Here's Your PRNDI 2017 Conference Schedule

Welcome to the 32nd annual PRNDI conference. Here you can find the schedule and room assignments for each session on for Friday, June 23 - Saturday, June 24. Thursday evening, join us for a Reception with BBC World Service & American Public Media at 7 pm on the patio between the hotel and the beach.

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Strength in Numbers

Jun 26, 2015
Caroline/Flickr

There are approximately 1,800 journalists working throughout the NPR network. That's "strength in numbers," says NPR's new Senior VP of News Mike Oreskes. Speaking to the PRNDI conference over lunch on Friday, June 26, along with NPR President and CEO Jarl Mohn, Oreskes emphasized the need for local stations and NPR to work together to strengthen their connections and, in turn, build a more powerful network.

KERA Series Wins Inaugural Financial Reporting Award

Jun 25, 2015

The Public Radio News Directors Incorporated (PRNDI), in partnership with the National Endowment for Financial Education (NEFE), proudly announce that Courtney Collins and the news staff at KERA in North Texas have received the first-ever Excellence in Consumer Financial Reporting Award. PRNDI and NEFE will present the award to KERA at the PRNDI annual conference in Salt Lake City on June 27.

Download the complete 2015 Annual Report

Strategic Planning

Each year the PRNDI board holds a retreat to plan the annual conference and set the organization’s goals for the year ahead. Among the initiatives in the works (or already achieved) as a result of that meeting are:

“PRNDI is for news directors” — that’s what we’d been hearing. And it’s true. But we didn’t mean that to exclude other editors and news managers, or, for that matter, reporters, producers or anyone else who wants to participate in the professional development, discussions of our industry, networking and camaraderie that PRNDI is home to.

What’s in A Name?

Apr 20, 2015

Now that radio is, well, no longer just radio, what does that mean for the future of Public Radio News Directors Incorporated (PRNDI)? I’m not talking about the future of PRNDI as a journalistic organization — that I’m confident is not in doubt — but just what the group is called. In an age where our newsrooms are doing much more than what we broadcast over the air, does “radio” still have a place in our title?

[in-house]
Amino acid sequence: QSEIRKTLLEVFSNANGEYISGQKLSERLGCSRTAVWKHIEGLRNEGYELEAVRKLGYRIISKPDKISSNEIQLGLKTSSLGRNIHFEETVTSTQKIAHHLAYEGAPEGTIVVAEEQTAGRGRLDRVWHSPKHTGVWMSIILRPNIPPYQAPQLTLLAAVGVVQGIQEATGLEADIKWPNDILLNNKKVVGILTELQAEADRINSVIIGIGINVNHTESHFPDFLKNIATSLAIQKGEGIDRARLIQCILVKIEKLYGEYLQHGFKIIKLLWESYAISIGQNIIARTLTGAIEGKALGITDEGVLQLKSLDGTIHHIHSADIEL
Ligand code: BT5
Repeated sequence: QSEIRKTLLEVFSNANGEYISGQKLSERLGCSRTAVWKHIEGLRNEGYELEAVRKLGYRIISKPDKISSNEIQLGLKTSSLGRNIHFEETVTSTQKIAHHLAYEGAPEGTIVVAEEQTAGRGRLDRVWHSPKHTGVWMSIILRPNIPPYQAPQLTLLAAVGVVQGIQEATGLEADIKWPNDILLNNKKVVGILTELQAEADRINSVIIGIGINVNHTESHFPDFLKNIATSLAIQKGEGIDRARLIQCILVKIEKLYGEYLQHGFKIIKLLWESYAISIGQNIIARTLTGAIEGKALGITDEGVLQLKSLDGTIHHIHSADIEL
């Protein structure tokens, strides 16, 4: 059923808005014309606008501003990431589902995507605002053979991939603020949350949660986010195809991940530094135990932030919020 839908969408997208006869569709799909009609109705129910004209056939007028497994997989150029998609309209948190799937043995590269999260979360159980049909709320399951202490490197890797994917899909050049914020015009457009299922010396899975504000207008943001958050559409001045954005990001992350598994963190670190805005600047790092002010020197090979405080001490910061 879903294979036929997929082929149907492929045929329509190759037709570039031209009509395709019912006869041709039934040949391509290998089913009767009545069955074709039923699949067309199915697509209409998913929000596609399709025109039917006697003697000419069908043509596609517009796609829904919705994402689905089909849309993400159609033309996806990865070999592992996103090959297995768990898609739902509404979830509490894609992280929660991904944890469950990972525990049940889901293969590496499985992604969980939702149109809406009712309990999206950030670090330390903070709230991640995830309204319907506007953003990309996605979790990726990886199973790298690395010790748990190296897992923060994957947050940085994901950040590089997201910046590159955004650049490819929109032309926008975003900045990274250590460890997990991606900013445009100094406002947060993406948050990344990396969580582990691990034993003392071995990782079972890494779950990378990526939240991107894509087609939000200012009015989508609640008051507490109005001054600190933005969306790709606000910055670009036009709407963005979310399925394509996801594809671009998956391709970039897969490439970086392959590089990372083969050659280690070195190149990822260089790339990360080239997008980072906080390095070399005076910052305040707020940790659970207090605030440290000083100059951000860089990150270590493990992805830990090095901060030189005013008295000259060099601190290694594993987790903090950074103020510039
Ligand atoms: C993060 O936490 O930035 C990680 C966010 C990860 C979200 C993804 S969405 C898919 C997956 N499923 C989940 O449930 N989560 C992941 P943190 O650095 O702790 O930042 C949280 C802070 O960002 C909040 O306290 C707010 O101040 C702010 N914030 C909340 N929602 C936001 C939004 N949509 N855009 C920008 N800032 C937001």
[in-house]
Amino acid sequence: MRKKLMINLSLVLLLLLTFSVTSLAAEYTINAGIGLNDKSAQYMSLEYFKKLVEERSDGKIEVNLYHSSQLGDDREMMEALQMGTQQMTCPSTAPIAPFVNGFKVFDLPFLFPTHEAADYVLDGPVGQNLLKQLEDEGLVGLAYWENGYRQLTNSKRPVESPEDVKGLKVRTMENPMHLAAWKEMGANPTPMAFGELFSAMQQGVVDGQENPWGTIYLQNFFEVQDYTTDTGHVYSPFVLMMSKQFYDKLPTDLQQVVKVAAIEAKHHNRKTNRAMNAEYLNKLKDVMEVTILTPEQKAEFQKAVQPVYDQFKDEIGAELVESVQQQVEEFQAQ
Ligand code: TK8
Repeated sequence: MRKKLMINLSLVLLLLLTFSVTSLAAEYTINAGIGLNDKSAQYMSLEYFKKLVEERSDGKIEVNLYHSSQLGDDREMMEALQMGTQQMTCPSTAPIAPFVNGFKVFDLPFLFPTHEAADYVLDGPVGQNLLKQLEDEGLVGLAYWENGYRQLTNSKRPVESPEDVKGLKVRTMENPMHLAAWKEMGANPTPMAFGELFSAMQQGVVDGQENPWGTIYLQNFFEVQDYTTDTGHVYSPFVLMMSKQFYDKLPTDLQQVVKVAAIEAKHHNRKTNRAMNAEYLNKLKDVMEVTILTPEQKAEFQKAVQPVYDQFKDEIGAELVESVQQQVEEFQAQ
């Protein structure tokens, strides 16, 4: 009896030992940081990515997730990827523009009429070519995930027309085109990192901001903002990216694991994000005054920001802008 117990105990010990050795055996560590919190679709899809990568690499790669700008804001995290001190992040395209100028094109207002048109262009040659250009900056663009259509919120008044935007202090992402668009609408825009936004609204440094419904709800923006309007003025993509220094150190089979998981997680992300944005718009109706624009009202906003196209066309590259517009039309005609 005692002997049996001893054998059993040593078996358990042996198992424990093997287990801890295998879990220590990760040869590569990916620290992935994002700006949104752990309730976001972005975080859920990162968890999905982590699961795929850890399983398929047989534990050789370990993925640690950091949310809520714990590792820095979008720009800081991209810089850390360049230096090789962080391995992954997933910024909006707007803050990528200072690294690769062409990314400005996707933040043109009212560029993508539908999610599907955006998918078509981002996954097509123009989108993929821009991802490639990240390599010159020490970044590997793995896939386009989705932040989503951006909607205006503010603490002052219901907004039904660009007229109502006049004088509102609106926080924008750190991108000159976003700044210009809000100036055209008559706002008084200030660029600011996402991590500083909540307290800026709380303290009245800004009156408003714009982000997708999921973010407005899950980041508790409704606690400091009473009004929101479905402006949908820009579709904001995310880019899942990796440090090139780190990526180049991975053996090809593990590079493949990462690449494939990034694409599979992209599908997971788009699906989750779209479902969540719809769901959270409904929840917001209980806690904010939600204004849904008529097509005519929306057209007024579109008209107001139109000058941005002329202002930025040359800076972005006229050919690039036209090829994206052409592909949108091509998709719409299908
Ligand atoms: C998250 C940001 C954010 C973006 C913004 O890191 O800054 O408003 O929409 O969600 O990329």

Morning Edition Hosts Need Vacation Too

Mar 13, 2015
Pictofigo

I’ve been hosting Morning Edition (or working the early morning shift) for the better part of the past 35 years. It’s my time of day, I like it!
The 3 a.m. alarm isn’t my most favorite part, but being the first on the roads, the first in to work and (most of the time) the first to go home has its benefits.

But as much as I love my job — and I really do — I value my vacation time.

The new clocks presented challenges for most newsrooms producing local newscasts. The biggest concern was, of course, how to fit everything into a smaller news hole.

In my newsroom, we’ve nicknamed our newscast spots “news haikus."  There was a lot of copy left on the proverbial cutting room floor in the first weeks of the new clocks as reporters adjusted to writing for a smaller hole.

“It’s just too short to provide a meaty newscast,” said one host in response to PRNDI’s call for comments.

Near-live mid-day newscasts are fed from 10 a.m. to 3 p.m. from Louisville Public Media and air on four of the five member-stations that make up the Kentucky Public Radio Network.

Todd Mundt (LPM) has led the workflow changes for his newscast unit.

“Until we have an interconnect for live transmission, we are producing and recording the newscasts each hour around 20-30 minutes before broadcast," said Mundt.  “The Master Control system automatically grabs the two-minute audio file and forwards it to FTP servers, making it available to WKYU, WEKU and WKMS several minutes before broadcast.”

Each station can originate the newscasts as a backup to LPM, additionally any station can opt out of a newscast in a breaking news situation. 

The PRNDI Board is pleased to announce the 2015 recipient of the Leo C. Lee award. 

The name of this year’s winner is synonymous with public radio. Tanya Ott’s contributions to the industry are many-fold. 

Newswriting Tips from Korva

Nov 26, 2014
Korva Coleman
Doby Photography/NPR

Advice from NPR's veteran newscaster.

  1. When writing, keep sentences short and conversational. Like this.
     
  2. Organize and time your stories so that you are able to stop reading a piece of copy before you get to the end of the story. Each story should be written so it can either be cut short or run long. You should be able to fit key elements into the first few sentences and have it make sense if you decide to cut away early for time. Stories should also be able to run long without dragging or boring listeners if you need to fill extra time.
     
  3. Story counts will vary on the amount of news you have available. Don't be wedded to a particular number of stories per newscast.

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